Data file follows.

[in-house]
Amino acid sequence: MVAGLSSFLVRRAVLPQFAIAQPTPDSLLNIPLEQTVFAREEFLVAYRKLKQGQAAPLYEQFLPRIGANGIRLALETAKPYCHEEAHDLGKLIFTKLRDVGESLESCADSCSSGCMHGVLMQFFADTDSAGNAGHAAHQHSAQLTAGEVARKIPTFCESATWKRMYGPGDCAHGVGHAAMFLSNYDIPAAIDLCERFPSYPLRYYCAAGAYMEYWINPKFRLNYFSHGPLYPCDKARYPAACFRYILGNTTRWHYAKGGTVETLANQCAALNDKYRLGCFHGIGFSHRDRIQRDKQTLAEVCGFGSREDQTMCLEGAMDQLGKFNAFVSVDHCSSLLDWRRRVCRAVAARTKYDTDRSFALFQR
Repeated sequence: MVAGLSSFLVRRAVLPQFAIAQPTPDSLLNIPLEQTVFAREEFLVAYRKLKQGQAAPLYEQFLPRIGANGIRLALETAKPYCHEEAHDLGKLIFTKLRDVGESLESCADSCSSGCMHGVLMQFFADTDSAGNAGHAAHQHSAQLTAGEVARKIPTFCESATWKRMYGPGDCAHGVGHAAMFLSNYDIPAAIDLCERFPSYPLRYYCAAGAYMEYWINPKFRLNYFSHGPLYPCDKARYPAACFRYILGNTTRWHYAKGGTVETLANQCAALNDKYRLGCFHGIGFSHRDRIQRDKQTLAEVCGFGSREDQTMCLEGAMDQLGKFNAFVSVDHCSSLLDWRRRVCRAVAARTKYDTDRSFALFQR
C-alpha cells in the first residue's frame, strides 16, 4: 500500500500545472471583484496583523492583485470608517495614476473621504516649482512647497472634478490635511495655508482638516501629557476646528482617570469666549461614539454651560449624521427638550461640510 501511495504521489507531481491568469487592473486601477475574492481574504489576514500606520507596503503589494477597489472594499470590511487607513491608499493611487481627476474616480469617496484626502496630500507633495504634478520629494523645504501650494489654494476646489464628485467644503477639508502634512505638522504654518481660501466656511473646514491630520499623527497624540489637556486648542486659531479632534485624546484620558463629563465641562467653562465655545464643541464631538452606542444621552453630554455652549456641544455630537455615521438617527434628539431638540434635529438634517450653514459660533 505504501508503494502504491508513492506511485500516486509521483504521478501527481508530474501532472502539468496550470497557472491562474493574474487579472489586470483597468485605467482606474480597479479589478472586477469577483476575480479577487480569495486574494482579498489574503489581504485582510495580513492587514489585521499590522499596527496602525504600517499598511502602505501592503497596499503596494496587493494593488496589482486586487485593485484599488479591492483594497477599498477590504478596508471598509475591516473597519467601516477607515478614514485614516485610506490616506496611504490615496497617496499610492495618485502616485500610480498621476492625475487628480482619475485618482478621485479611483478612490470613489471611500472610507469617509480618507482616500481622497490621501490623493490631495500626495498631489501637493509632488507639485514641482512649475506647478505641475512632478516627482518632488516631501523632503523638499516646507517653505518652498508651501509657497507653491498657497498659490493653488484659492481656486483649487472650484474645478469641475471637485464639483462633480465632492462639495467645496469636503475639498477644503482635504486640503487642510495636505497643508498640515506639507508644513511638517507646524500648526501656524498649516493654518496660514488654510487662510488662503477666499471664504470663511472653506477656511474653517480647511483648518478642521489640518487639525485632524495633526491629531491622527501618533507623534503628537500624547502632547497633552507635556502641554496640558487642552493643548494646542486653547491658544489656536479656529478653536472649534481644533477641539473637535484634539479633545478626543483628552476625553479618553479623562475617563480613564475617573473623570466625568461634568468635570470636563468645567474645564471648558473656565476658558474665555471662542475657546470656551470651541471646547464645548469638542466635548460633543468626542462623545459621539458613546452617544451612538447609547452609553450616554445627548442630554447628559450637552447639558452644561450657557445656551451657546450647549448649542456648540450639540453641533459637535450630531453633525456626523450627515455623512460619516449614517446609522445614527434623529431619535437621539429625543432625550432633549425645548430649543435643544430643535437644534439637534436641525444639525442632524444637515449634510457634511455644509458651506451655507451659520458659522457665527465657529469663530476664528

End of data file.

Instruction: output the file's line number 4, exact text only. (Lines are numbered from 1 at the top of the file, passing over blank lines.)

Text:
C-alpha cells in the first residue's frame, strides 16, 4: 500500500500545472471583484496583523492583485470608517495614476473621504516649482512647497472634478490635511495655508482638516501629557476646528482617570469666549461614539454651560449624521427638550461640510 501511495504521489507531481491568469487592473486601477475574492481574504489576514500606520507596503503589494477597489472594499470590511487607513491608499493611487481627476474616480469617496484626502496630500507633495504634478520629494523645504501650494489654494476646489464628485467644503477639508502634512505638522504654518481660501466656511473646514491630520499623527497624540489637556486648542486659531479632534485624546484620558463629563465641562467653562465655545464643541464631538452606542444621552453630554455652549456641544455630537455615521438617527434628539431638540434635529438634517450653514459660533 505504501508503494502504491508513492506511485500516486509521483504521478501527481508530474501532472502539468496550470497557472491562474493574474487579472489586470483597468485605467482606474480597479479589478472586477469577483476575480479577487480569495486574494482579498489574503489581504485582510495580513492587514489585521499590522499596527496602525504600517499598511502602505501592503497596499503596494496587493494593488496589482486586487485593485484599488479591492483594497477599498477590504478596508471598509475591516473597519467601516477607515478614514485614516485610506490616506496611504490615496497617496499610492495618485502616485500610480498621476492625475487628480482619475485618482478621485479611483478612490470613489471611500472610507469617509480618507482616500481622497490621501490623493490631495500626495498631489501637493509632488507639485514641482512649475506647478505641475512632478516627482518632488516631501523632503523638499516646507517653505518652498508651501509657497507653491498657497498659490493653488484659492481656486483649487472650484474645478469641475471637485464639483462633480465632492462639495467645496469636503475639498477644503482635504486640503487642510495636505497643508498640515506639507508644513511638517507646524500648526501656524498649516493654518496660514488654510487662510488662503477666499471664504470663511472653506477656511474653517480647511483648518478642521489640518487639525485632524495633526491629531491622527501618533507623534503628537500624547502632547497633552507635556502641554496640558487642552493643548494646542486653547491658544489656536479656529478653536472649534481644533477641539473637535484634539479633545478626543483628552476625553479618553479623562475617563480613564475617573473623570466625568461634568468635570470636563468645567474645564471648558473656565476658558474665555471662542475657546470656551470651541471646547464645548469638542466635548460633543468626542462623545459621539458613546452617544451612538447609547452609553450616554445627548442630554447628559450637552447639558452644561450657557445656551451657546450647549448649542456648540450639540453641533459637535450630531453633525456626523450627515455623512460619516449614517446609522445614527434623529431619535437621539429625543432625550432633549425645548430649543435643544430643535437644534439637534436641525444639525442632524444637515449634510457634511455644509458651506451655507451659520458659522457665527465657529469663530476664528